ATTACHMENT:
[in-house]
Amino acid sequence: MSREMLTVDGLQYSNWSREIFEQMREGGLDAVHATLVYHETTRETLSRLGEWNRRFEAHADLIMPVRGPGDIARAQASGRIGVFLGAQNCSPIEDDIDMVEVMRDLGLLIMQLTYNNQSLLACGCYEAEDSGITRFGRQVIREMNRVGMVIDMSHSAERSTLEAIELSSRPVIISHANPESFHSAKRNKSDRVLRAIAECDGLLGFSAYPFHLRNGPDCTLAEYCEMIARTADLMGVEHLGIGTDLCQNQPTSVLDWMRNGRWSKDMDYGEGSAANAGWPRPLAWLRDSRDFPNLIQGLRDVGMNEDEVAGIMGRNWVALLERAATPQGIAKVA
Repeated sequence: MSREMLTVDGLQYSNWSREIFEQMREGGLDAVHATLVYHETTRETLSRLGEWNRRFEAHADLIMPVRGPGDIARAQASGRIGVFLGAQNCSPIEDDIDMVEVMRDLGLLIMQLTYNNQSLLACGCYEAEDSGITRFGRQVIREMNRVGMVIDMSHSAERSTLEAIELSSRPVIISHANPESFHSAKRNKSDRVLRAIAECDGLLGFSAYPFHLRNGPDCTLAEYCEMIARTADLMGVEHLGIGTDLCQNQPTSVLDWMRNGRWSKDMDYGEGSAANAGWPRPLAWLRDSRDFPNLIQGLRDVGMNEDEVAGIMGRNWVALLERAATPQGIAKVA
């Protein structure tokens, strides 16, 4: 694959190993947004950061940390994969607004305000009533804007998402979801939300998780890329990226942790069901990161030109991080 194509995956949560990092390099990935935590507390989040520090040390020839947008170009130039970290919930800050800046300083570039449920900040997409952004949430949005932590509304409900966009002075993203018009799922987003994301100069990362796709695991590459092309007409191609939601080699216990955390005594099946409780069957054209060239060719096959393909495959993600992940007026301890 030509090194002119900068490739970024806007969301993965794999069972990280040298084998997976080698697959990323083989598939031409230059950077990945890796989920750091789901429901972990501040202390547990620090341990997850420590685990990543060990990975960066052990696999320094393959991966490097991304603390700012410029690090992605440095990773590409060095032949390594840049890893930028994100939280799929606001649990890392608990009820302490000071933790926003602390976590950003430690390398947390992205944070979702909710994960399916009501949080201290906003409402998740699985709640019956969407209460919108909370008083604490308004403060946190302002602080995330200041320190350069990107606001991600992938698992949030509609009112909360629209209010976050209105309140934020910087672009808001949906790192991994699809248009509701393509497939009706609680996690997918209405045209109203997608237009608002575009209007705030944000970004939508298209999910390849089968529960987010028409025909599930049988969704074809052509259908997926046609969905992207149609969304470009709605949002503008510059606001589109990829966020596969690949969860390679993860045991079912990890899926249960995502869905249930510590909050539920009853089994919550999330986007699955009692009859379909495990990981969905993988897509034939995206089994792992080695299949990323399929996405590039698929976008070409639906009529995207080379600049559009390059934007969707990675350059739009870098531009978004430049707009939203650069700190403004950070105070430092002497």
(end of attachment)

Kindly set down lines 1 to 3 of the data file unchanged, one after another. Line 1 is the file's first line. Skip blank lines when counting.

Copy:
[in-house]
Amino acid sequence: MSREMLTVDGLQYSNWSREIFEQMREGGLDAVHATLVYHETTRETLSRLGEWNRRFEAHADLIMPVRGPGDIARAQASGRIGVFLGAQNCSPIEDDIDMVEVMRDLGLLIMQLTYNNQSLLACGCYEAEDSGITRFGRQVIREMNRVGMVIDMSHSAERSTLEAIELSSRPVIISHANPESFHSAKRNKSDRVLRAIAECDGLLGFSAYPFHLRNGPDCTLAEYCEMIARTADLMGVEHLGIGTDLCQNQPTSVLDWMRNGRWSKDMDYGEGSAANAGWPRPLAWLRDSRDFPNLIQGLRDVGMNEDEVAGIMGRNWVALLERAATPQGIAKVA
Repeated sequence: MSREMLTVDGLQYSNWSREIFEQMREGGLDAVHATLVYHETTRETLSRLGEWNRRFEAHADLIMPVRGPGDIARAQASGRIGVFLGAQNCSPIEDDIDMVEVMRDLGLLIMQLTYNNQSLLACGCYEAEDSGITRFGRQVIREMNRVGMVIDMSHSAERSTLEAIELSSRPVIISHANPESFHSAKRNKSDRVLRAIAECDGLLGFSAYPFHLRNGPDCTLAEYCEMIARTADLMGVEHLGIGTDLCQNQPTSVLDWMRNGRWSKDMDYGEGSAANAGWPRPLAWLRDSRDFPNLIQGLRDVGMNEDEVAGIMGRNWVALLERAATPQGIAKVA